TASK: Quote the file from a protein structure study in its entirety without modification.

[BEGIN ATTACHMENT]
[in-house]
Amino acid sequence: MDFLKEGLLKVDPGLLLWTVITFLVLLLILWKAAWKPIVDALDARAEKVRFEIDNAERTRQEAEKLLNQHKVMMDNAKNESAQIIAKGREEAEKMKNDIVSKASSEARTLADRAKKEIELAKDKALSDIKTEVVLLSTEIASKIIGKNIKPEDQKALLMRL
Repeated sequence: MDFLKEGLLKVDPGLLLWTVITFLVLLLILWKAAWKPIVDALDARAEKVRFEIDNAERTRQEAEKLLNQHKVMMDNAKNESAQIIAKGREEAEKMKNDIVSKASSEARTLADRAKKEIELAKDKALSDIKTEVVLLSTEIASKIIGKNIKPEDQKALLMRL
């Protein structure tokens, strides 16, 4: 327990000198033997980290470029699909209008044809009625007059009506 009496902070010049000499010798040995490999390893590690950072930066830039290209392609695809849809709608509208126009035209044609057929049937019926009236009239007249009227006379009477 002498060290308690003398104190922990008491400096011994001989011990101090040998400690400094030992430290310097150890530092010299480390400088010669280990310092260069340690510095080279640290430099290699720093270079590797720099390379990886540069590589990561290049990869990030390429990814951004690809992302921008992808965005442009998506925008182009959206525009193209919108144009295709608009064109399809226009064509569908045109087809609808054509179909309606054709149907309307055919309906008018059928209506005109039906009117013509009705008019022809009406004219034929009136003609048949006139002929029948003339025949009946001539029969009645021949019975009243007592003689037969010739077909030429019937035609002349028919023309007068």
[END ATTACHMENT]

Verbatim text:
[in-house]
Amino acid sequence: MDFLKEGLLKVDPGLLLWTVITFLVLLLILWKAAWKPIVDALDARAEKVRFEIDNAERTRQEAEKLLNQHKVMMDNAKNESAQIIAKGREEAEKMKNDIVSKASSEARTLADRAKKEIELAKDKALSDIKTEVVLLSTEIASKIIGKNIKPEDQKALLMRL
Repeated sequence: MDFLKEGLLKVDPGLLLWTVITFLVLLLILWKAAWKPIVDALDARAEKVRFEIDNAERTRQEAEKLLNQHKVMMDNAKNESAQIIAKGREEAEKMKNDIVSKASSEARTLADRAKKEIELAKDKALSDIKTEVVLLSTEIASKIIGKNIKPEDQKALLMRL
């Protein structure tokens, strides 16, 4: 327990000198033997980290470029699909209008044809009625007059009506 009496902070010049000499010798040995490999390893590690950072930066830039290209392609695809849809709608509208126009035209044609057929049937019926009236009239007249009227006379009477 002498060290308690003398104190922990008491400096011994001989011990101090040998400690400094030992430290310097150890530092010299480390400088010669280990310092260069340690510095080279640290430099290699720093270079590797720099390379990886540069590589990561290049990869990030390429990814951004690809992302921008992808965005442009998506925008182009959206525009193209919108144009295709608009064109399809226009064509569908045109087809609808054509179909309606054709149907309307055919309906008018059928209506005109039906009117013509009705008019022809009406004219034929009136003609048949006139002929029948003339025949009946001539029969009645021949019975009243007592003689037969010739077909030429019937035609002349028919023309007068």